As part of the fiscal cliff, deep cuts in federal programs are scheduled to go into effect at the end of the year. These cuts, collectively known as the sequester, could cause Wisconsin to shed thousands of jobs and could have very detrimental effects on the health of our communities and the state’s public education system.
The sequester reduces federal spending by $1.2 trillion over the next nine years, with the amount split equally between defense and non-defense programs. Next year, these across-the-board cuts will result in an 8% cut in most affected non-defense spending. A report by the Senate Appropriations Committee Majority Staff warns that the sequester would “have destructive impacts on the whole array of federal activities that promote and protect the middle class in this country – everything from education to job training, medical research, child care, worker safety, food safety, national parks, border security and safe air travel. These essential government services directly touch every family in America, and they will be subject to deep, arbitrary cuts under sequestration.”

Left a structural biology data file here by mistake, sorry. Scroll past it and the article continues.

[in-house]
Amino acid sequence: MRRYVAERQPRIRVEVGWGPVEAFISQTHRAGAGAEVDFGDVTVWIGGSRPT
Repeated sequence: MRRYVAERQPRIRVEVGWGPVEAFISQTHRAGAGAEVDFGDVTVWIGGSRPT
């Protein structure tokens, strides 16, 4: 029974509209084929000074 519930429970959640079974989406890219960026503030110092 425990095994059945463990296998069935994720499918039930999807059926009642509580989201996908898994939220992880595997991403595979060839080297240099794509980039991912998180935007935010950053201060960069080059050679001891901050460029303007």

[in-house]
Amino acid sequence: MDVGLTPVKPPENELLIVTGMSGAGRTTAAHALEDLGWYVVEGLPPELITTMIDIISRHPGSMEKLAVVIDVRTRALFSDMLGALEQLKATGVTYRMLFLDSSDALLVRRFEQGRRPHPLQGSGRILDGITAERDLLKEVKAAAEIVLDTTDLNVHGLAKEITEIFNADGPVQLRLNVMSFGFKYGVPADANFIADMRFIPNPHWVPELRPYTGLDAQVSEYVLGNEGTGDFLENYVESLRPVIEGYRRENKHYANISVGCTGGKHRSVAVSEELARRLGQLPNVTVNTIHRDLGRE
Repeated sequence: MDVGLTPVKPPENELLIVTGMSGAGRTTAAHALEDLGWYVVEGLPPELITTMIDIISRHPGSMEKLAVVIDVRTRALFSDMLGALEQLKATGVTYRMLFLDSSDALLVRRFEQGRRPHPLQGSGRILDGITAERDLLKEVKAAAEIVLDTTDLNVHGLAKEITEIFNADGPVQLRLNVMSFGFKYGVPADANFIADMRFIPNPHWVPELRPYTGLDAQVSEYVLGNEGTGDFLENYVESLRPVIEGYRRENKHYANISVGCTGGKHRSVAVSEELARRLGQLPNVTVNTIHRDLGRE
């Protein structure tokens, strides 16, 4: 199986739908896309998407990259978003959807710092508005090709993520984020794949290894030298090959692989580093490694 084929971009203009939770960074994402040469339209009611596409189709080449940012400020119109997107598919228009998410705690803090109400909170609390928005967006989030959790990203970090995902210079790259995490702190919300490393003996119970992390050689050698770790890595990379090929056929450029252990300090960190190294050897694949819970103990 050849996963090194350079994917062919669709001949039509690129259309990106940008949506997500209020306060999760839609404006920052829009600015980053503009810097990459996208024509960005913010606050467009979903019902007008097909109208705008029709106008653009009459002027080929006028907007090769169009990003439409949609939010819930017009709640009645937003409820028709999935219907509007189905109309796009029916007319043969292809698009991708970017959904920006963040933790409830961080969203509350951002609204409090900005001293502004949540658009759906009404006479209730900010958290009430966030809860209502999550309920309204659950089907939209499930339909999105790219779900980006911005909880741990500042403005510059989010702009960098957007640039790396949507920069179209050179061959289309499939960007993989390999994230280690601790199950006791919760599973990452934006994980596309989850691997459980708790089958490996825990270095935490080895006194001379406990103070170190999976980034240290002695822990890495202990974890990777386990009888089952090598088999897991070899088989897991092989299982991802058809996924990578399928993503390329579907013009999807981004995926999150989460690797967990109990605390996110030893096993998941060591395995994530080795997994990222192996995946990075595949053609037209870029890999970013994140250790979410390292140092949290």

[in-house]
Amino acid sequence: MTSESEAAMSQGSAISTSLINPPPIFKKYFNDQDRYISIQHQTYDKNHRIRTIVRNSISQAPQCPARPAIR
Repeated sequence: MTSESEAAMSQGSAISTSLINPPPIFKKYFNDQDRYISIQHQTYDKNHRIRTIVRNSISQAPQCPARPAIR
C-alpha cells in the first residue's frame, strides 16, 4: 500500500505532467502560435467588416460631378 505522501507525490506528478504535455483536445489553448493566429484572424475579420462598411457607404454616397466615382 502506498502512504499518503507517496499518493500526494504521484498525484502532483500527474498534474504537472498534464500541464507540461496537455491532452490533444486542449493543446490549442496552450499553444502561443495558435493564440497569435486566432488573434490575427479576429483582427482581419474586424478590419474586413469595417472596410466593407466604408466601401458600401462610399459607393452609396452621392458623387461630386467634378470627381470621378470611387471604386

The specifics of how the sequester will be implemented are not completely settled, but here are some examples (from the report referenced above) of deep cuts that could result from the sequester, and the very negative effects those cuts could have on communities and job creation in Wisconsin in the next year:
- A $17.8 million cut in grant funds to help schools educate disadvantaged children, resulting in 20,856 fewer students served, 92 fewer schools receiving funds, and 244 education jobs lost;
- $8.2 million cut to Head Start funding in 2013, resulting in 1,324 fewer children served and 276 Head Start jobs lost
- $2.8 million cut to the child care and development block grant, resulting in 940 fewer families receiving child care subsidies.
- $271,000 cut to childhood immunization grants, resulting in 3,961 fewer children receiving immunizations.
These drastic cuts would hurt Wisconsin communities and the Wisconsin economy. Congress should find a way to lessen the negative effects of the sequester.